When it's done, in my mind, we're giving it to the readers, and they're paying us to engage our fantasy. So there's the text and there's the response, and sometimes the fact that the response can't be controlled really rattles writers. And I understand that.
I personally find the response to be the best part. "Oh! I never saw that in there! That's cool!" And it's the whole reason I write.... well, that and because the voices in my head should bother as many people as possible.
[st. crispins]: I also tend to put media and print in slightly different moral categories; media is collaborative to begin with, for one thing, and print is very obviously the work of an individual, with secondary/tertiary input from others.
I do, too. As I said, when it comes to print, especially for mid-list and genre writers, the arena is just too close. Even fanfic writers don't appreciate someone writing in their constructed universe without permission.
But the person on the LJ who's so against fanfic makes no such distinctions. She doesn't even think there should have been Trek fic.
My God, Roddenberry must be laughing from the grave! Fanfic is what saved his franchise and made him a rich man.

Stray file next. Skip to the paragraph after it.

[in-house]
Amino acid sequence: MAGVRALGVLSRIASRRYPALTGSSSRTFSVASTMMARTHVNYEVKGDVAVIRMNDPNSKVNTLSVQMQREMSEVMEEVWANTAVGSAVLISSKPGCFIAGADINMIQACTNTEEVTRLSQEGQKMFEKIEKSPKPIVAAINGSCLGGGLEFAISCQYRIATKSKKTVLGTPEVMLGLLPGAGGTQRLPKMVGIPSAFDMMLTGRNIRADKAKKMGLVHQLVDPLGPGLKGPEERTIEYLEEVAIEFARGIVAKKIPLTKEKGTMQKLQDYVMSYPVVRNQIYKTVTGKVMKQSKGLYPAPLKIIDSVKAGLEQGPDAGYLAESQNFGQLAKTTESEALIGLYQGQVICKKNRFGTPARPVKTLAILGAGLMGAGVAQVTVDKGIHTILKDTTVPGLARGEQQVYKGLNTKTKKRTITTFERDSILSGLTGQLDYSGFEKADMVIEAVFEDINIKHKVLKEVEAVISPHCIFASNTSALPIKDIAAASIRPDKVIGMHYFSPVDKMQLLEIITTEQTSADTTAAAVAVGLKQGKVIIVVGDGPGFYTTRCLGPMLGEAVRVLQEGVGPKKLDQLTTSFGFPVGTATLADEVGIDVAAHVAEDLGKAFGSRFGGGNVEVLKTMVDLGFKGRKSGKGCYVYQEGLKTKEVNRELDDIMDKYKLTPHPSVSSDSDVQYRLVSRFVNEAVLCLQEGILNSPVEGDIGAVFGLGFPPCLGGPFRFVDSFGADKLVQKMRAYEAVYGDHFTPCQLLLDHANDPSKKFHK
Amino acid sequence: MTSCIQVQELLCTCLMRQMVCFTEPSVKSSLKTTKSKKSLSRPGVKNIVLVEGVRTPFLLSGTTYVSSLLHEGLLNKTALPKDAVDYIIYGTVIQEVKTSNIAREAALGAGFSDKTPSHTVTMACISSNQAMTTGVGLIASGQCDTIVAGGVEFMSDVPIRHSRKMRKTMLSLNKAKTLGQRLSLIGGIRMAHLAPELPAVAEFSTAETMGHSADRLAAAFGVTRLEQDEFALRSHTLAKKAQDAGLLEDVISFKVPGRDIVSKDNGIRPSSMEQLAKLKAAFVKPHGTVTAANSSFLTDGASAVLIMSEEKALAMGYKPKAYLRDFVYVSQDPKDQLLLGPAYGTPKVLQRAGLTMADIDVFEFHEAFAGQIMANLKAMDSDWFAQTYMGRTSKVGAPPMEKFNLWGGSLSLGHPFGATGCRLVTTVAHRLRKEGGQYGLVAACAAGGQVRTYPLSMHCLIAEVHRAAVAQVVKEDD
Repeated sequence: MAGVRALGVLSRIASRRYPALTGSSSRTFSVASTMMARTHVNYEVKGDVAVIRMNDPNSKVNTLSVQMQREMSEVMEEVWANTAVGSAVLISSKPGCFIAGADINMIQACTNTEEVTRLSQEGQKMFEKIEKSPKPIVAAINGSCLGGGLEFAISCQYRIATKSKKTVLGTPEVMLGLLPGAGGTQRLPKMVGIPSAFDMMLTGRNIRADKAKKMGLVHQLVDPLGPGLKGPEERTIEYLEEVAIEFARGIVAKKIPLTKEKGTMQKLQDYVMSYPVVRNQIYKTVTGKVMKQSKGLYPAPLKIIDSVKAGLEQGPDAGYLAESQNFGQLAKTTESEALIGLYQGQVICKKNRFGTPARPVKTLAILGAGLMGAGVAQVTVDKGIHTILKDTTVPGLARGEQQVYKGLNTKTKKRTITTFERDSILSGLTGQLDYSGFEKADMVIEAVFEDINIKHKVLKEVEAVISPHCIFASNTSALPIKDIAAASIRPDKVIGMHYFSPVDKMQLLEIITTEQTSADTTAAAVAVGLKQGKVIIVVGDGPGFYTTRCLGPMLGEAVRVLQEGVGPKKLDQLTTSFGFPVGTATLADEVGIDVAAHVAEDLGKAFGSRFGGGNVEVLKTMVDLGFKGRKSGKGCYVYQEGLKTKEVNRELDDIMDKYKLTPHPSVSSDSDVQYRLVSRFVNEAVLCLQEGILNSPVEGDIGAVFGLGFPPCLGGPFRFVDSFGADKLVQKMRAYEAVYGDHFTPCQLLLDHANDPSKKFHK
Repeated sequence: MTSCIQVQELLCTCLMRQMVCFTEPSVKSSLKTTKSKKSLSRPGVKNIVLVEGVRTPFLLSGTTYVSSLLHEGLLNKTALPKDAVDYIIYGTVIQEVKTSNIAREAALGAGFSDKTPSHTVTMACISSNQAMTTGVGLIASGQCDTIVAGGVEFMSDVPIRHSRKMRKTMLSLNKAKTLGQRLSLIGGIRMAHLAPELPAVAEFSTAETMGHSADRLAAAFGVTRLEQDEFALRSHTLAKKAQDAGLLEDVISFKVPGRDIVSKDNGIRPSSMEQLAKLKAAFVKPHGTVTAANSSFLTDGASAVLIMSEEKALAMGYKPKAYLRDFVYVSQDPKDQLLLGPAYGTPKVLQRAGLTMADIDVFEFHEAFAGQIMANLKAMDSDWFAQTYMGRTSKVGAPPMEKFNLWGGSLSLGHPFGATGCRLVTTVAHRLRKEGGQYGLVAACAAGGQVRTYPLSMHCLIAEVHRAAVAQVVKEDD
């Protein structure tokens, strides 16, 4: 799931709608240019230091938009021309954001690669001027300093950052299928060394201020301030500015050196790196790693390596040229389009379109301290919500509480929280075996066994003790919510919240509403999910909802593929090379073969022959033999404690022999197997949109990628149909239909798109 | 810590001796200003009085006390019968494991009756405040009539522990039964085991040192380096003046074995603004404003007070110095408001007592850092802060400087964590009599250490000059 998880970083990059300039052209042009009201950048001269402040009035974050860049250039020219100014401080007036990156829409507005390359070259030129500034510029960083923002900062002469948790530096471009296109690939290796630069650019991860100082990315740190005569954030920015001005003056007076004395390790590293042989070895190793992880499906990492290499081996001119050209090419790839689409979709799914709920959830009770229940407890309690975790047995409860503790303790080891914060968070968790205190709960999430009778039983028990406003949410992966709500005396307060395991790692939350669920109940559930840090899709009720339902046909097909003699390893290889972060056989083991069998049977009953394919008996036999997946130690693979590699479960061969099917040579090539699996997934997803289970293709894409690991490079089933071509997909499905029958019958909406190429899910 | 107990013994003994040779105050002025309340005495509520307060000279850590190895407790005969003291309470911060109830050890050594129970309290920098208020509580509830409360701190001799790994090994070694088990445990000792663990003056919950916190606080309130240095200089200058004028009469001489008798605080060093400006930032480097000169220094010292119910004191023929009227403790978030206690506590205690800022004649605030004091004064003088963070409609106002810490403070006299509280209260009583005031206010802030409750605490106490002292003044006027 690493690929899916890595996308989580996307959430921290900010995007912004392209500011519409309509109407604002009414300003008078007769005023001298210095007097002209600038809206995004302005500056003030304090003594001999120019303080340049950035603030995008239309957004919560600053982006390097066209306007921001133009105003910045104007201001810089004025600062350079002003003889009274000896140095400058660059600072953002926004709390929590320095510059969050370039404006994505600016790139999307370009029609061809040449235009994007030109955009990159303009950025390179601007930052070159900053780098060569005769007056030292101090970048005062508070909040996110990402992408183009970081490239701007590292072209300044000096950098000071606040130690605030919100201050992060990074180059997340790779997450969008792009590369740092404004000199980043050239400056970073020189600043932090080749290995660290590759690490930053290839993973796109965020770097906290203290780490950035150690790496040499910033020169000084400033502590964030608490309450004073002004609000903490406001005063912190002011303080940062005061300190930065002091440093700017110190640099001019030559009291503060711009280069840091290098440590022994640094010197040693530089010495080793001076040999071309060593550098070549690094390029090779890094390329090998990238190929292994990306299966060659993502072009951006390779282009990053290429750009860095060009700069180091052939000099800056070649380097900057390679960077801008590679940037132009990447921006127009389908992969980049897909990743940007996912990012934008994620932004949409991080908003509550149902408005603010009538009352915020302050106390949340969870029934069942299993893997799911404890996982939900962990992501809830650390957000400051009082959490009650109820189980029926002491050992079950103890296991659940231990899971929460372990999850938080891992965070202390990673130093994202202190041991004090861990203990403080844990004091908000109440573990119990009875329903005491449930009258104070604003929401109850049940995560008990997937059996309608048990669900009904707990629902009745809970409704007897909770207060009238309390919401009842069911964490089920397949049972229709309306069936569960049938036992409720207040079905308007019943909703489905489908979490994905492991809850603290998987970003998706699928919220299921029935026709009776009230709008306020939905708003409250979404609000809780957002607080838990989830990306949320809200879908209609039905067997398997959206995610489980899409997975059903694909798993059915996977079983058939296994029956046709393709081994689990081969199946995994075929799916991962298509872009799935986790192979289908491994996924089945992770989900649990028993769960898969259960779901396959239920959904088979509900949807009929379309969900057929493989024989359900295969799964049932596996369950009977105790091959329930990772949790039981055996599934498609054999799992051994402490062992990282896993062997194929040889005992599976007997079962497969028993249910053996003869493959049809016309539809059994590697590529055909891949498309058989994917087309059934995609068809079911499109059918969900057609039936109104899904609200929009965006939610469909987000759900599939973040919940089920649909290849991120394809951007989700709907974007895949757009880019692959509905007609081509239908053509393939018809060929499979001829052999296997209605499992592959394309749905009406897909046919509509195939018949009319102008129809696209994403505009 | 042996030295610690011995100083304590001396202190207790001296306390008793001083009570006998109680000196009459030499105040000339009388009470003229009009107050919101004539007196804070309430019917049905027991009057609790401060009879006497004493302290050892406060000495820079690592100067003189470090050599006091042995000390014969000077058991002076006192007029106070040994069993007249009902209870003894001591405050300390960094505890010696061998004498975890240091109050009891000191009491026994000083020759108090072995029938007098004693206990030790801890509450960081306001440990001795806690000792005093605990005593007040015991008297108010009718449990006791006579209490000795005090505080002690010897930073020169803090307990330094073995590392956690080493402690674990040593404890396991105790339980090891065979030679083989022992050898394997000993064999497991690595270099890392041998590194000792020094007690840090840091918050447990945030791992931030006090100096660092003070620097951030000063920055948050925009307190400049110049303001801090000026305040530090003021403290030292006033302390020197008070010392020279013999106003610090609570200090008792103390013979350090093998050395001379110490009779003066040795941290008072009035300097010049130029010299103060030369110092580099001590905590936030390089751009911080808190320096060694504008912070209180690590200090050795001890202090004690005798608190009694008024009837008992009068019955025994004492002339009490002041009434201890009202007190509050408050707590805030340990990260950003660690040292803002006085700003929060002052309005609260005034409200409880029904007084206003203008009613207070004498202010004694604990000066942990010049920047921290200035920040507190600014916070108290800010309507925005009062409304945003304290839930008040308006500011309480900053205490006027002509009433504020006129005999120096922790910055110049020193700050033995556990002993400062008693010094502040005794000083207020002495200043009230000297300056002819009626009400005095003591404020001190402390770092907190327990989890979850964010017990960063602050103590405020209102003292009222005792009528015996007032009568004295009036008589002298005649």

Y'know, there are writers of mainstream fiction who think that writing fantasy and SF is a waste of time and talent. I'm tempted to ask her if anyone has ever tried to dissaude her from her chosen field of writing. How would she feel if a writer of 'true' literature was 'honest' and felt 'sorry' for her?

[st. crispins]:

Wasn't one of the original novels--The Assassination Affair by a well-known fanfiction writer?

J. Hunter Holly (Joan). I don't know how well known she was at the time, but she was (or became) a pro SF writer.

David McDaniels also had a pro, non-MFU novel published.

And of course there was Robert Coulson and Gene DeWeese writing together as Thomas Stratton.

MFU fandom began in LASF. Terry Carr recruited SF fans to write the Ace books, and they did a better job than the pro thriller writers who were hired before them.


Oh, one more thing.

At Boskone, I heard Teresa Nielsen Hayden squeeing over having met the author of the VSDs. She said this while moderating a panel in one of the larger rooms, mostly-full. The entire audience oohed. And I'd say TNH is somebody who can recognize quality fiction, original or no.

[supergee]:I would have been quite happy if Cassie Clare had won the Fan Writer Hugo.
[matociquala]: I think a lot of people would have been. That was lovely stuff.